3 EHS & Risk Lessons from the 2018 World Cup Final
1) Past Performance May Not Be Indicative of the Future
Many people think that soccer games are boring. Skeptics of the game have a point. It seems that when the stakes get higher, teams play a more conservative and defensive style. It’s as if they’re just trying to avoid losing, as opposed to trying to win. The World Cup final is a great example. Consider the scores of the previous seven World Cup finals for the 90 minutes of regulation (i.e. excluding extra time and penalties): 0-0 (2014), 0-0 (2010), 1-1 (2006), 2-0 (2002), 3-0 (1998), 0-0 (1994), 1-0 (1990). In the previous seven finals, three had zero total goals in 90 minutes, and the average number of total goals was a miserable 1.14.
Naturally many people expected the 2018 World Cup final to follow the pattern. But it didn’t. There were six total goals, the highest since the seven goals at the 1958 World Cup (if we only look at the 90 minutes of regulation). The lesson for EHS and Risk professionals is that you should never assume that past performance will always accurately predict the future. It will for most of the time, but not always. For example, if your organization didn’t suffer any significant adverse event in the last few years that disrupted operations, don’t assume that things will remain the same. There could suddenly be a black swan event that upends your organization.
2) Beware of Complacency
When it was 4-1 for France at the 65th minute, it felt like the game was pretty much over. FiveThirtyEight, a website that focuses on opinion poll analysis, politics, economics and sports, used its Soccer Power Index ratings to give World Cup predictions and estimate in-game win probabilities. When it was 4-1, 538’s model gave France a 99% chance of winning:
But at the 69th minute, the French goalkeeper did a mistake that resulted in a goal by Croatia. Maybe that mistake wouldn’t have been made if it was a close game and the goalkeeper was more alert.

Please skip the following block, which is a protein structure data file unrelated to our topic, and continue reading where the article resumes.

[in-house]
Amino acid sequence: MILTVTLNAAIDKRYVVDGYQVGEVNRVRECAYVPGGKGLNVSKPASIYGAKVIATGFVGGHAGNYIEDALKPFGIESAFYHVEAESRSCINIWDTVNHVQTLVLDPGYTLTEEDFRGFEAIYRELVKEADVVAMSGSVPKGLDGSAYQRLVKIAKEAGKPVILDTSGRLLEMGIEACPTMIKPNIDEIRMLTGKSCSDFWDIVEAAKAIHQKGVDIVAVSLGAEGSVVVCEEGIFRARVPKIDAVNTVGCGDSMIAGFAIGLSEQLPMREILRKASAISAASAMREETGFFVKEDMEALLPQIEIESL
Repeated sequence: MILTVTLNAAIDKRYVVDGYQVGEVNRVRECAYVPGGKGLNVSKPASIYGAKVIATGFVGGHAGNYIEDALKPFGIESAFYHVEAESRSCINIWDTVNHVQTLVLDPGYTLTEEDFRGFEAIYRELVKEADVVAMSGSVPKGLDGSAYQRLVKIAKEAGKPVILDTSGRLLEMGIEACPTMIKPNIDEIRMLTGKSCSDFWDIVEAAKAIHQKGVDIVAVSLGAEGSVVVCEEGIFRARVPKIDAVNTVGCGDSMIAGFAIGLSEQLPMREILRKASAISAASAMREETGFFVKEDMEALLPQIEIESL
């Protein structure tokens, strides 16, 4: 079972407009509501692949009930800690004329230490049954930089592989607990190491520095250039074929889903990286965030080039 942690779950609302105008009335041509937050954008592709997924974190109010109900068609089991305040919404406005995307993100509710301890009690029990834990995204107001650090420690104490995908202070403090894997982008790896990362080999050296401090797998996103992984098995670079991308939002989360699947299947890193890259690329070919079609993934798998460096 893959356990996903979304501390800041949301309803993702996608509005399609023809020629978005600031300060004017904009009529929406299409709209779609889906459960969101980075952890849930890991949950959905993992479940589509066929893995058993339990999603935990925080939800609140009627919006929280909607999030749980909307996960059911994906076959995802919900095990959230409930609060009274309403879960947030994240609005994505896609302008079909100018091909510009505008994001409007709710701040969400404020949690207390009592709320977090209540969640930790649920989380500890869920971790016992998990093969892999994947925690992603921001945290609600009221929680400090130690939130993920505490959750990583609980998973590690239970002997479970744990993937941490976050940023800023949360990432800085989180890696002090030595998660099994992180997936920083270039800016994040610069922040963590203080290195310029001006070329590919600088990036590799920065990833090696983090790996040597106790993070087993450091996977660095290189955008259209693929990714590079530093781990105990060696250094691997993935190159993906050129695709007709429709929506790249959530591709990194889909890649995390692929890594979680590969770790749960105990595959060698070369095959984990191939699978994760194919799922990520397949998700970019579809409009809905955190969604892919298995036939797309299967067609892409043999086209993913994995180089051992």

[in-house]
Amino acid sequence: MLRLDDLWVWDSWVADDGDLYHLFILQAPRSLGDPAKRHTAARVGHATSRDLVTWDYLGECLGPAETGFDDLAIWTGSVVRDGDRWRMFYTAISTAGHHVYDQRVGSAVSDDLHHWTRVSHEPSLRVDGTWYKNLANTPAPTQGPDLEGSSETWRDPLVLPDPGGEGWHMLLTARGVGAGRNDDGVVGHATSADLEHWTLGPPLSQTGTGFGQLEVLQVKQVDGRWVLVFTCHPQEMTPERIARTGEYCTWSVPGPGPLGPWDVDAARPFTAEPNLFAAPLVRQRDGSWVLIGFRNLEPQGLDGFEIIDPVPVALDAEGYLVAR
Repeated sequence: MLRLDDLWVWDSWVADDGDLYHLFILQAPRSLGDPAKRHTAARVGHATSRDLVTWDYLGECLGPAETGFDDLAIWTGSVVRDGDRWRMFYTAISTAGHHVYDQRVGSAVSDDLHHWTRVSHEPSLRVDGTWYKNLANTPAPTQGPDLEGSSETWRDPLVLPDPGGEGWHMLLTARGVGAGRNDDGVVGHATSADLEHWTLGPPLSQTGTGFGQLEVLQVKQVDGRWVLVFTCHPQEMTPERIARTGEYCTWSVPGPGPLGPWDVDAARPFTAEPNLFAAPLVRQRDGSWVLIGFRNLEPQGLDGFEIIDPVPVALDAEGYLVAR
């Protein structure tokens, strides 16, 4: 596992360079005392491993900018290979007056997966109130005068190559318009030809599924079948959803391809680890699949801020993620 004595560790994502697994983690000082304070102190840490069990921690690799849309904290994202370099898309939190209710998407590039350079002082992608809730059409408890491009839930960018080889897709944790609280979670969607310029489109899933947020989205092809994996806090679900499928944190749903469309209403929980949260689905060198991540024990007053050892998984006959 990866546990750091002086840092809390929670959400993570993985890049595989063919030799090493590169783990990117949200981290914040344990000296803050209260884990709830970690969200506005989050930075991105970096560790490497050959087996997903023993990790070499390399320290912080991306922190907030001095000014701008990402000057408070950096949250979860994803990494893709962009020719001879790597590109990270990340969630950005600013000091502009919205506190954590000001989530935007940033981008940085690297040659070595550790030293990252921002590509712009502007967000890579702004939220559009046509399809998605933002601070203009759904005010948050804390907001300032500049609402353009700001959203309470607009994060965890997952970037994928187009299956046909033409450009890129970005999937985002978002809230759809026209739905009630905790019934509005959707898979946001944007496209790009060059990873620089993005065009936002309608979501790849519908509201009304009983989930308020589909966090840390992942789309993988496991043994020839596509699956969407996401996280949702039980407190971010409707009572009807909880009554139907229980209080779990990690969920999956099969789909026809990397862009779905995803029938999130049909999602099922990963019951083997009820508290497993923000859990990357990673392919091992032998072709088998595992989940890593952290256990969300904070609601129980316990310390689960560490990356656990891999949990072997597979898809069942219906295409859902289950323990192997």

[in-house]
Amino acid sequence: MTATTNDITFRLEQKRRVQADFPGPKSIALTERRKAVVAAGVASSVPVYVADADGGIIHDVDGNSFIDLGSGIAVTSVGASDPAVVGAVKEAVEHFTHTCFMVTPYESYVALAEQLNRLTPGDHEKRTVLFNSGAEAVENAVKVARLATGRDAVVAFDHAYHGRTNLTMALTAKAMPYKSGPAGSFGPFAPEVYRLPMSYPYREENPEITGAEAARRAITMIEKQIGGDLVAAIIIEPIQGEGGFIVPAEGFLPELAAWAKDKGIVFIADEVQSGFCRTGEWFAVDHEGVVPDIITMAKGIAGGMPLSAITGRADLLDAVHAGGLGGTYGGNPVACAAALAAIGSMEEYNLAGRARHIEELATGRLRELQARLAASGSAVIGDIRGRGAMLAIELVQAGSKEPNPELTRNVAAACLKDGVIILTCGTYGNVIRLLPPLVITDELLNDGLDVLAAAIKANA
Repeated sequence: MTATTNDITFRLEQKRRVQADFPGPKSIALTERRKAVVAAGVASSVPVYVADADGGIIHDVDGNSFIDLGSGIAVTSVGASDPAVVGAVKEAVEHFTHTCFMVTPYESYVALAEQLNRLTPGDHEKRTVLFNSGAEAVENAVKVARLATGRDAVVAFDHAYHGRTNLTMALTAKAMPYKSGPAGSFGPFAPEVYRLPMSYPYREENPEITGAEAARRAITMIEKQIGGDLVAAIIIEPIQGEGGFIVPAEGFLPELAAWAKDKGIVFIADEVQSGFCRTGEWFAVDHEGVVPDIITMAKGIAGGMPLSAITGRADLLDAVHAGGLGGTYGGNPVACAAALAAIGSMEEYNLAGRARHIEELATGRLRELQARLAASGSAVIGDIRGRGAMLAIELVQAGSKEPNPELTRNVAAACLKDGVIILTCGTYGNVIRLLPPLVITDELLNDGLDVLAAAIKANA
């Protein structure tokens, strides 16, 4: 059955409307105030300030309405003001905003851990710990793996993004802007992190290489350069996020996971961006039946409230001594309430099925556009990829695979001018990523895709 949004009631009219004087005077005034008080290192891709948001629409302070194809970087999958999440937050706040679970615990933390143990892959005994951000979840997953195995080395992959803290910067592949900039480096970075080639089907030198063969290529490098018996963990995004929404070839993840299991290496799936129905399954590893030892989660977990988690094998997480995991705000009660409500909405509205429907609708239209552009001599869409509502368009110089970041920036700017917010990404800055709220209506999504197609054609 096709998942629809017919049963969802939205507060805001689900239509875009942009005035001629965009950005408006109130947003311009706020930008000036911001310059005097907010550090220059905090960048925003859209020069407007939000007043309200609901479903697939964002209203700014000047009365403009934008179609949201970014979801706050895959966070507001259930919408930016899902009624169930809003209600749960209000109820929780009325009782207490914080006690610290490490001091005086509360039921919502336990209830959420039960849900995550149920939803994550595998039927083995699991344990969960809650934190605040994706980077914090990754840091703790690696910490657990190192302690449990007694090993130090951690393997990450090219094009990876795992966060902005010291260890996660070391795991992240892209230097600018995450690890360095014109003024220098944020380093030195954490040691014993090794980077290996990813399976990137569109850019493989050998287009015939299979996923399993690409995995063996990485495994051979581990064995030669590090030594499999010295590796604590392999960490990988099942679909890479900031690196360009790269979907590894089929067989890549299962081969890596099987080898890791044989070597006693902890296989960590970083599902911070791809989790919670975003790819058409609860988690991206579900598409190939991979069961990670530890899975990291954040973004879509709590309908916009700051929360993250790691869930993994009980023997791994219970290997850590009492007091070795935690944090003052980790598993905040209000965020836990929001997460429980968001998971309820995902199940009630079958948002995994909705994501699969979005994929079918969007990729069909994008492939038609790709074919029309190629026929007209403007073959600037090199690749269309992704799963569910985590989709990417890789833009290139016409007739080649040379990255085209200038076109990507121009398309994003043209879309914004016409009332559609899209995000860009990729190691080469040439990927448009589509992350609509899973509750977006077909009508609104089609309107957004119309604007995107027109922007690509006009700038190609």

The lesson for EHS and Risk professionals is that you should never be complacent and let your guards down. For example, lagging indicators may show steadily declining rates of incidents and accidents, but if leading indicators are not improving, it may indicate that there’s trouble on the horizon. If new hires are taking less training than usual, existing workers are not taking as much refresher training as they should, and everybody is participating less in a program to report observations, safety may be impacted and incident rates could rise.
3) Technology Makes a Difference
France was awarded a penalty kick in the first half following a handball, and scored a second goal. Here’s the irony: If this was the 2014 World Cup or any other, a penalty wouldn’t have been called, France wouldn’t have scored a second goal, and the direction of the game may have been altered. But it was different this time because of the use of the Video Assistant Referee (VAR) or instant replay. Initially a penalty was not awarded, but the decision was reversed after the replay. The TV announcer I was listening to loudly proclaimed “Truly this is a 21st century game”, and during FiveThirtyEight’s live blog Michael Caley said:
“This World Cup has featured 29 penalties in 64 matches (0.45 per match). There were 80 penalties in 380 matches in the Premier League this season (0.21 per match). VAR is doing something to this World Cup.”
Technology made a difference for France, and made the game more fair and less controversial. Technology can also make a difference for EHS and Risk professionals. With the Internet of Things (IoT), big data, artificial intelligence, machine learning, advanced analytics, etc., organizations can transform EHS and operational performance; and enable a more proactive, predictive approach to EHS and risk management to achieve operational excellence. Technology can uncover previously unknown information, patterns and trends that provide valuable insights. Also, data science can help answer key questions and allow organizations to predict incidents, improve safety, and decrease incident-related costs.
The next World Cup is in 2022. But soccer fans won’t have to wait that long to see France and Croatia in action again, along with Belgium and England, the other two semi-finalists. Euro 2020 is in two years, and the qualifiers begin in March 2019!
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